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Does “hot” lead to “not so hot?”

Chun-Tuan Chang (Department of Business Management, National Sun Yat-sen University, Kaohsiung, Taiwan)
Dickson Tok (Department of Marketing and E-commerce, Nanjing University Business School, Nanjing, Jiangsu, China)
Xing-Yu (Marcos) Chu (Department of Marketing and E-commerce, Nanjing University Business School, Nanjing, Jiangsu, China)
Yu-Kang Lee (Department of Political Economy, National Sun Yat-sen University, Kaohsiung, Taiwan)
Shr-Chi Wang (Department of Business Management, National Sun Yat-sen University, Kaohsiung, Taiwan)

European Journal of Marketing

ISSN: 0309-0566

Article publication date: 26 November 2020

Issue publication date: 11 May 2021

343

Abstract

Purpose

This paper aims to examine how exposure to sexual images activates the urge to yield to temptation in a subsequent unrelated context.

Design/methodology/approach

In Study 1, this paper uses empirical data based on an automobile expo to examine the correlational relationship between sexual imagery and indulgence. In Studies 2 and 3, this study examines the moderating effects of self-construal and gender differences on indulgent consumption, with different dependent measures. Study 4 distinguishes the sexual images into gratuitous sex and romantic love and tests the mediating role of sensation seeking.

Findings

For men, an independent self-construal increases indulgent consumption. In contrast, an interdependent self-construal facilitates women’s indulgent consumption. Having an interdependent self-construal has the opposite impact on indulgent consumption for the two genders: sexual images of romantic love attenuate the effect on men but boost the effect on women. Perceived sensation-seeking serves as the underlying mechanism.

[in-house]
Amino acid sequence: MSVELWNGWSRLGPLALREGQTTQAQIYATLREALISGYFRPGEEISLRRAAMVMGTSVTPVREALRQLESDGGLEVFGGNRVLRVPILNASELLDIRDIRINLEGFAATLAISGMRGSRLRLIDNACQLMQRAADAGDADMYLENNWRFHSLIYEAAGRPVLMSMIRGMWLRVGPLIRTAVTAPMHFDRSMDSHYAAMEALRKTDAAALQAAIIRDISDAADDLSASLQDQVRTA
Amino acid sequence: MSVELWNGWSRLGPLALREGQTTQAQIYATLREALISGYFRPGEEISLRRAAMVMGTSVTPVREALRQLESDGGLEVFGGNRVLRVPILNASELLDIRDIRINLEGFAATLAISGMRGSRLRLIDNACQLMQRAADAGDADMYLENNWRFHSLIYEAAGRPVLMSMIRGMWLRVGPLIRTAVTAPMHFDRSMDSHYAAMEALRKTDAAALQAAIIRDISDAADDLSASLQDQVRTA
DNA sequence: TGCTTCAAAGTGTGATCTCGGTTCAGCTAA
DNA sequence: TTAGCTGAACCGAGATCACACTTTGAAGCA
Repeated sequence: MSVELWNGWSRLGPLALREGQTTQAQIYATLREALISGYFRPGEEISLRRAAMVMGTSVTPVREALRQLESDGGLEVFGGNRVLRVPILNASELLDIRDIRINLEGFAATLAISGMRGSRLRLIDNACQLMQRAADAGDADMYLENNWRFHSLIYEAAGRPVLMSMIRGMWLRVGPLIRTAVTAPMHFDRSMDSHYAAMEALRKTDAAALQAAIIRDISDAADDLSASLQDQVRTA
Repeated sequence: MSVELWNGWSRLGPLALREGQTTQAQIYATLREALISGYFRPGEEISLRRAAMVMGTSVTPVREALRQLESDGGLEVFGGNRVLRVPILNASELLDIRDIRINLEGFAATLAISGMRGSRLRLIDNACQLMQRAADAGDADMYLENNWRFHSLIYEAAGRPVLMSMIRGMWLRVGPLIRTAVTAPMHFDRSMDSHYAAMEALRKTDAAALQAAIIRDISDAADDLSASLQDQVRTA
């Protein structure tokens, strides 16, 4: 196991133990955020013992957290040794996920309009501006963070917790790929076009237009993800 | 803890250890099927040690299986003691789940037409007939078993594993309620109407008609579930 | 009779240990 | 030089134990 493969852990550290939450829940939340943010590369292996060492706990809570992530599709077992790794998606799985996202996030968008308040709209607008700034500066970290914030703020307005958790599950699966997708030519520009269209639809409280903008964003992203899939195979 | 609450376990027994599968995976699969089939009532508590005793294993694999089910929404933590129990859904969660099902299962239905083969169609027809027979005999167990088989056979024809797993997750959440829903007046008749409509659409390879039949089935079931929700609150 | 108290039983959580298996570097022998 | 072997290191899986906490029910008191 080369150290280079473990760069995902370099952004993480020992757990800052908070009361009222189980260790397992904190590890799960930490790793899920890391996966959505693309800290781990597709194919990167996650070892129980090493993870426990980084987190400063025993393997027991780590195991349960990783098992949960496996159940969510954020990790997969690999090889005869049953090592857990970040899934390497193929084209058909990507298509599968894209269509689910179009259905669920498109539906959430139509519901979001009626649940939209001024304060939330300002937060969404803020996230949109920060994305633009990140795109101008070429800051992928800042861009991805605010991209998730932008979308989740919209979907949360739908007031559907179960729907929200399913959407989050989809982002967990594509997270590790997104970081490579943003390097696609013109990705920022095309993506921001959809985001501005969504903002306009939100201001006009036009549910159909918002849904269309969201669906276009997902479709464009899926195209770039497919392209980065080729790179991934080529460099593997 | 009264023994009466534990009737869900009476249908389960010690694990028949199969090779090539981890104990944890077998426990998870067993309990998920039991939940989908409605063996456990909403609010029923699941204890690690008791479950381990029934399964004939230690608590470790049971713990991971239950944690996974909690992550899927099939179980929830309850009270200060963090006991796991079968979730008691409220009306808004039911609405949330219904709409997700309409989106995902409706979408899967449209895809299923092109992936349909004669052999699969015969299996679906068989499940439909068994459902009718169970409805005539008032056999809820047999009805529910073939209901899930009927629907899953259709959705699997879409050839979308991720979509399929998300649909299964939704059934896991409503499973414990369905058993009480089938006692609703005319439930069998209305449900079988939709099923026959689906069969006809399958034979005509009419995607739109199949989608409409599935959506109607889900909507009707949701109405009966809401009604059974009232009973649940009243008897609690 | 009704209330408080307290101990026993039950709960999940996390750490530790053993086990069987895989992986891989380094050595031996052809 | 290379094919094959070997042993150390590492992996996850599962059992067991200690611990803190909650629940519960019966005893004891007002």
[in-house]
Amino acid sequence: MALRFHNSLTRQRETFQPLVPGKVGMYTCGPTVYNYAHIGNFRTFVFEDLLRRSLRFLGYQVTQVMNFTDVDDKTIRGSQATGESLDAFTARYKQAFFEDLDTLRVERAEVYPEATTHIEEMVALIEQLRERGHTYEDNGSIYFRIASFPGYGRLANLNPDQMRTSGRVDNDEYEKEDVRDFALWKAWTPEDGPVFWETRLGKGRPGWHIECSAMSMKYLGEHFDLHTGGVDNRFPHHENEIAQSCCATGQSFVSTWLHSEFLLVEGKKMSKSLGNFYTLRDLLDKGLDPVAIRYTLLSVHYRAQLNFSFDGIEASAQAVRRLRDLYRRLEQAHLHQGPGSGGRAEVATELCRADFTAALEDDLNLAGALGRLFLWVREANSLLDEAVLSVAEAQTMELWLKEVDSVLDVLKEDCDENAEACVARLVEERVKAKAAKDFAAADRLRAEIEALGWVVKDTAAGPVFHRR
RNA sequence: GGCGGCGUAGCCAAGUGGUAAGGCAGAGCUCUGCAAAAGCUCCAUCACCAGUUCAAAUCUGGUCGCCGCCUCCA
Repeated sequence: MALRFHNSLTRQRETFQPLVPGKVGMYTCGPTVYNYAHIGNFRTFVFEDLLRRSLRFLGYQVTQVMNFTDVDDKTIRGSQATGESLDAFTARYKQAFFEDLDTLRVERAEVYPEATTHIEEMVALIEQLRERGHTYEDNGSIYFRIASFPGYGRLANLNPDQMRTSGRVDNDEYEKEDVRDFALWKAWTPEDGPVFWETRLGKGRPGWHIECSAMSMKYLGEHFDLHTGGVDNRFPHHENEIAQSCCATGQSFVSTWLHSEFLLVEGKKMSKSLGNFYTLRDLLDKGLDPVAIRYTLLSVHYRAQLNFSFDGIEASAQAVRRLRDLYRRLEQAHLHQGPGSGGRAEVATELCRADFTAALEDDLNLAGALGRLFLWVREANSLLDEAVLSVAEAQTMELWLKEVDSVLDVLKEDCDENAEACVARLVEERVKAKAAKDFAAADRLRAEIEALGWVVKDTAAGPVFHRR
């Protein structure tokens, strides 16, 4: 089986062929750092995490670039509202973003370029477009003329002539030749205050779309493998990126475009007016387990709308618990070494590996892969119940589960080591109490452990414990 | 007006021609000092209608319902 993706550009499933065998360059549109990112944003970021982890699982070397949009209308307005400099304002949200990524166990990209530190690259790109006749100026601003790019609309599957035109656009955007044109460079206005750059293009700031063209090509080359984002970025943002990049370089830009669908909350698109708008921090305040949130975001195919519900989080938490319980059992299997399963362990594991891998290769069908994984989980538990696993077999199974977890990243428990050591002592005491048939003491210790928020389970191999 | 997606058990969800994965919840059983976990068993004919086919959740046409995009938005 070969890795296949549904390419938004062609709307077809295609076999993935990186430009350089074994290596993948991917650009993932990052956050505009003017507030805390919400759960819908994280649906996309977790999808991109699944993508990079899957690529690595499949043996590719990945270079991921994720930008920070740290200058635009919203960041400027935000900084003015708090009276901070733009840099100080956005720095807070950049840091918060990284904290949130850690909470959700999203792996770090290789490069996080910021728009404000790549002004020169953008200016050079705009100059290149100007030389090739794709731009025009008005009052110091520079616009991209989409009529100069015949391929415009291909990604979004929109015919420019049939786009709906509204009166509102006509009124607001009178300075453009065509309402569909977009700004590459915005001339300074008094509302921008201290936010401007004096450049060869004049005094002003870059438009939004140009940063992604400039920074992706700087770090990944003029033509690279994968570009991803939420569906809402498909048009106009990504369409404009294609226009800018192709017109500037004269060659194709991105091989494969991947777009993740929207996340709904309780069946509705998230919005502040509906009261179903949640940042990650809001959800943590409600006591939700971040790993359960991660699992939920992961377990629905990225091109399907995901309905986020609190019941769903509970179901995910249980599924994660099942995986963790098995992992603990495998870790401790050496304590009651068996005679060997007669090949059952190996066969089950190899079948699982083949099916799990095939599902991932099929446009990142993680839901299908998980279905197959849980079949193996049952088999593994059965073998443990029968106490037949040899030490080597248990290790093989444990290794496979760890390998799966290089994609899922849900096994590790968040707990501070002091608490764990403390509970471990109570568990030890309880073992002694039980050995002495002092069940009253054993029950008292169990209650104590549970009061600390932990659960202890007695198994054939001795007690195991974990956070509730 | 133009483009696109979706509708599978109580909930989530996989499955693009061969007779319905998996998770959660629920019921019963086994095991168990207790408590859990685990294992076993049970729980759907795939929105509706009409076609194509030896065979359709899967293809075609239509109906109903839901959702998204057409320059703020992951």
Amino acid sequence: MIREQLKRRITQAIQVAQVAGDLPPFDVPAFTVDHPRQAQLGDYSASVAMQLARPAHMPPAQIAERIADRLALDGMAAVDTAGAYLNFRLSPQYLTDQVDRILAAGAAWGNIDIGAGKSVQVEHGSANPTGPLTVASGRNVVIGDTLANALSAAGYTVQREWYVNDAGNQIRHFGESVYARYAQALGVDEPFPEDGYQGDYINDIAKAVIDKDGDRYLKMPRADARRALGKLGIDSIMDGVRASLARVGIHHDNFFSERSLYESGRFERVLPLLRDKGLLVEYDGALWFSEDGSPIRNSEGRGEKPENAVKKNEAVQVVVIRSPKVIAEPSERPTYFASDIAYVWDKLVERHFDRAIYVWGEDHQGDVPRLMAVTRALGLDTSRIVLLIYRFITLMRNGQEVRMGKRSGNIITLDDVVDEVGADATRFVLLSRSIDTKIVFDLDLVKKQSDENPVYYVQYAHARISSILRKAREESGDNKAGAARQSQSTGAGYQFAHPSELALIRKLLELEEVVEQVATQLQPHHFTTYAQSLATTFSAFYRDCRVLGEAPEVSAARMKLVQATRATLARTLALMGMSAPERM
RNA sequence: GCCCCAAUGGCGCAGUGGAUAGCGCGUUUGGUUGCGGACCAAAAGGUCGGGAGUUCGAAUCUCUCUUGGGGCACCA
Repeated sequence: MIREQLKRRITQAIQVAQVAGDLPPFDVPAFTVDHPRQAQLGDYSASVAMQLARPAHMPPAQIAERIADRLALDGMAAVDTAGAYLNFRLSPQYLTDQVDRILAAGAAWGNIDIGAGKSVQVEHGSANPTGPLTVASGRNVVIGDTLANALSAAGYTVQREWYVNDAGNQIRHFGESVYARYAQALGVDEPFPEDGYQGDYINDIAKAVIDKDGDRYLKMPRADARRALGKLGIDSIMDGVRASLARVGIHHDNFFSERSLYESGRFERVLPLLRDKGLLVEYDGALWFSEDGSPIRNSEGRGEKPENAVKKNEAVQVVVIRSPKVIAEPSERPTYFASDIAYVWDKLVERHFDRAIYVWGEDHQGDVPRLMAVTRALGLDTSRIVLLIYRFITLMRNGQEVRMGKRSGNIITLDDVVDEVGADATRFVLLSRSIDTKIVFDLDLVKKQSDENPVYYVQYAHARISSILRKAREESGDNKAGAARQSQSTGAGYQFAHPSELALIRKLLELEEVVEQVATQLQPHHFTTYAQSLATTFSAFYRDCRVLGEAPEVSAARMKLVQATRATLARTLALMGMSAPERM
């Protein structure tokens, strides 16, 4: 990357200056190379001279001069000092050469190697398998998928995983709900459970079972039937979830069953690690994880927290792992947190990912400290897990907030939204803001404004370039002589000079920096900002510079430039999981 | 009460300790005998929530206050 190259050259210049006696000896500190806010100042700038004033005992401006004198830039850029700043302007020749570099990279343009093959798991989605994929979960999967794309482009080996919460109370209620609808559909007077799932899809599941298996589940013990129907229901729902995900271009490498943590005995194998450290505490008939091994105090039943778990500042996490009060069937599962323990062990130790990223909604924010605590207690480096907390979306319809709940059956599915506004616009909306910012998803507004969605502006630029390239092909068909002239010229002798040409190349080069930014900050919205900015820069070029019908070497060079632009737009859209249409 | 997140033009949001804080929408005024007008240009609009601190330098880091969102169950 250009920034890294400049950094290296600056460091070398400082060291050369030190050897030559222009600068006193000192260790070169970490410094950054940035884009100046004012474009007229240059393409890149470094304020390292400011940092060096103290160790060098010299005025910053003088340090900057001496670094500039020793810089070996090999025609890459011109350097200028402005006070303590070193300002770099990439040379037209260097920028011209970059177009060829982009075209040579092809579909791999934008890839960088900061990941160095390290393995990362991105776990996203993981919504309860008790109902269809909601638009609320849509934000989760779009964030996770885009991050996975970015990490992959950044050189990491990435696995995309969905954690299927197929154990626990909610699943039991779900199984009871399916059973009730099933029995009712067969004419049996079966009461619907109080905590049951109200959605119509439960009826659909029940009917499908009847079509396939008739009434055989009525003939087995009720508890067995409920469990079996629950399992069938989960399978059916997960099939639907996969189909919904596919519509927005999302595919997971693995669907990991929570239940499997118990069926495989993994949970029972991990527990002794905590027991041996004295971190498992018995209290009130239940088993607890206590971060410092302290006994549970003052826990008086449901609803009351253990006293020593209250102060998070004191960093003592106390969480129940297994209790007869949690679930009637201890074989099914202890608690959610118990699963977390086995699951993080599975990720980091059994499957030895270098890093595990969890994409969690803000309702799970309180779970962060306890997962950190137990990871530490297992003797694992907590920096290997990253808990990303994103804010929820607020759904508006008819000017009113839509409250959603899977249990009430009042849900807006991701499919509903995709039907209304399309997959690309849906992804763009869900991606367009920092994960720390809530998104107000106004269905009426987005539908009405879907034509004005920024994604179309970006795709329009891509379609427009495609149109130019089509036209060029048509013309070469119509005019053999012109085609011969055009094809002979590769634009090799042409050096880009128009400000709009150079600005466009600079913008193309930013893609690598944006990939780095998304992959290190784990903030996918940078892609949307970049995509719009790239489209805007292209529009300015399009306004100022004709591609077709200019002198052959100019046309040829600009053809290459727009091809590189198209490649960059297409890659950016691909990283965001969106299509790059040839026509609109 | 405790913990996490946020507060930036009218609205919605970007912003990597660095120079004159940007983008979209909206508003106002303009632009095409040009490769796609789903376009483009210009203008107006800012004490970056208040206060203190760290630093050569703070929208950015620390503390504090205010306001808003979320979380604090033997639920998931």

Research limitations/implications

This paper contributes to the literature on sex, reward-processing, context effects in marketing and indulgent consumption.

Practical implications

Advertisers, retailers, food courts and restaurants may use sexual imagery to promote more indulgent consumption with gender and self-construal as segmentation variables. Public policymakers and other concerned parties should also raise consumers’ awareness of the priming effect found in this research.

Originality/value

This research advances the literature on sex by demonstrating the priming effects of sexual imagery and further considers the simultaneous impacts of gender and self-construal on consumers’ subsequent indulgent consumption.

Keywords

Acknowledgements

The first author would like to thank Jiun-Chen Wu for his suggestions regarding the research. The authors would also thank the Research funding from the Ministry of Science and Technology of Taiwan granted to Chun-Tuan Chang [MOST#: 105–2410-H-110 –027 -MY2] and the research funding from the National Natural Science Foundation of China [71902083] and the Fundamental Research Funds for the Central Universities [010414370114] granted to Xing-Yu (Marcos) Chu.

Citation

Chang, C.-T., Tok, D., Chu, X.-Y.(M)., Lee, Y.-K. and Wang, S.-C. (2021), "Does “hot” lead to “not so hot?”", European Journal of Marketing, Vol. 55 No. 5, pp. 1313-1337. https://doi.org/10.1108/EJM-09-2018-0633

Publisher

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Emerald Publishing Limited

Copyright © 2020, Emerald Publishing Limited

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